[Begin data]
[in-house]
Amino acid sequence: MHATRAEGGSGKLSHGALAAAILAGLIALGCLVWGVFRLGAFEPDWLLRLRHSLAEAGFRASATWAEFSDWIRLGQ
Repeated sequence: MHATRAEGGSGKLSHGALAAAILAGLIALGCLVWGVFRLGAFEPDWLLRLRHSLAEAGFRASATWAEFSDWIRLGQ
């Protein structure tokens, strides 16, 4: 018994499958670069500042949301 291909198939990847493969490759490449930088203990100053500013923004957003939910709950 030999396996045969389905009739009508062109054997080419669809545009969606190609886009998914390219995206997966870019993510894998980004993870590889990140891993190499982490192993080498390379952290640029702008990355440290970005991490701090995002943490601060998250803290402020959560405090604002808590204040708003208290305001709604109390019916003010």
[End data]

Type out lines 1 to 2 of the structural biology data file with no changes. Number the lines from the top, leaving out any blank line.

[in-house]
Amino acid sequence: MHATRAEGGSGKLSHGALAAAILAGLIALGCLVWGVFRLGAFEPDWLLRLRHSLAEAGFRASATWAEFSDWIRLGQ